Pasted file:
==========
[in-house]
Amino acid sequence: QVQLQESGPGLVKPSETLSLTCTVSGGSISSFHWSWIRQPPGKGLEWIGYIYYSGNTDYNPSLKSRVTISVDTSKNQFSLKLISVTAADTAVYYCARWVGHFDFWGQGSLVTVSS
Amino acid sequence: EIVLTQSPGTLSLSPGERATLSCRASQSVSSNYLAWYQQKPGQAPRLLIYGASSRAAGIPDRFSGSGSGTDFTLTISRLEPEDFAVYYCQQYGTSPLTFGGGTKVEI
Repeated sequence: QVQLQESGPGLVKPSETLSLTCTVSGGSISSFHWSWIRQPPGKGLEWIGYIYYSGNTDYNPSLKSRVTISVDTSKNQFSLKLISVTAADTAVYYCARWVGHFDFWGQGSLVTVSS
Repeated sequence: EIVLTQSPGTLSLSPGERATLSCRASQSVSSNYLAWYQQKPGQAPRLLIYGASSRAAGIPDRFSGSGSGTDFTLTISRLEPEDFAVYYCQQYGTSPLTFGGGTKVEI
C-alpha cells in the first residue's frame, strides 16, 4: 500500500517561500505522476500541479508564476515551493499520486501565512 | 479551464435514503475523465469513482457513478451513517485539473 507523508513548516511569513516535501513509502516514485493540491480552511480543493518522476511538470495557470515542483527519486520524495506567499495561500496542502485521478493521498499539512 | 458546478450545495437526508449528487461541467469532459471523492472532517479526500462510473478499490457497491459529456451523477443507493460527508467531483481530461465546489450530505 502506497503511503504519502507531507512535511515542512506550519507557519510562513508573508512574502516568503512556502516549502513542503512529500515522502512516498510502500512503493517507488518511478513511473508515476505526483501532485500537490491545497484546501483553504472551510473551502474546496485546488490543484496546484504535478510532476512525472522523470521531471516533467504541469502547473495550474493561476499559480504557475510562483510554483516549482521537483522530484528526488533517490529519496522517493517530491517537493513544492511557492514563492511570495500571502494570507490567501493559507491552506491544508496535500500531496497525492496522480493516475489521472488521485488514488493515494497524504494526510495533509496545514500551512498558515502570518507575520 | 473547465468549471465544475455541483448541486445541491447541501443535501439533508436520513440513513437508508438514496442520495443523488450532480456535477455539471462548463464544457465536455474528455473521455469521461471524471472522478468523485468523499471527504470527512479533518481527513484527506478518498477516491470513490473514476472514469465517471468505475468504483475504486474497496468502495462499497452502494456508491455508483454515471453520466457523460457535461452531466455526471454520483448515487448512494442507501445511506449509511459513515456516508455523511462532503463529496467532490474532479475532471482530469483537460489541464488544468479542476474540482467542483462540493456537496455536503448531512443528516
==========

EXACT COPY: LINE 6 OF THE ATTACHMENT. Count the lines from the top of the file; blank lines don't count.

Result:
C-alpha cells in the first residue's frame, strides 16, 4: 500500500517561500505522476500541479508564476515551493499520486501565512 | 479551464435514503475523465469513482457513478451513517485539473 507523508513548516511569513516535501513509502516514485493540491480552511480543493518522476511538470495557470515542483527519486520524495506567499495561500496542502485521478493521498499539512 | 458546478450545495437526508449528487461541467469532459471523492472532517479526500462510473478499490457497491459529456451523477443507493460527508467531483481530461465546489450530505 502506497503511503504519502507531507512535511515542512506550519507557519510562513508573508512574502516568503512556502516549502513542503512529500515522502512516498510502500512503493517507488518511478513511473508515476505526483501532485500537490491545497484546501483553504472551510473551502474546496485546488490543484496546484504535478510532476512525472522523470521531471516533467504541469502547473495550474493561476499559480504557475510562483510554483516549482521537483522530484528526488533517490529519496522517493517530491517537493513544492511557492514563492511570495500571502494570507490567501493559507491552506491544508496535500500531496497525492496522480493516475489521472488521485488514488493515494497524504494526510495533509496545514500551512498558515502570518507575520 | 473547465468549471465544475455541483448541486445541491447541501443535501439533508436520513440513513437508508438514496442520495443523488450532480456535477455539471462548463464544457465536455474528455473521455469521461471524471472522478468523485468523499471527504470527512479533518481527513484527506478518498477516491470513490473514476472514469465517471468505475468504483475504486474497496468502495462499497452502494456508491455508483454515471453520466457523460457535461452531466455526471454520483448515487448512494442507501445511506449509511459513515456516508455523511462532503463529496467532490474532479475532471482530469483537460489541464488544468479542476474540482467542483462540493456537496455536503448531512443528516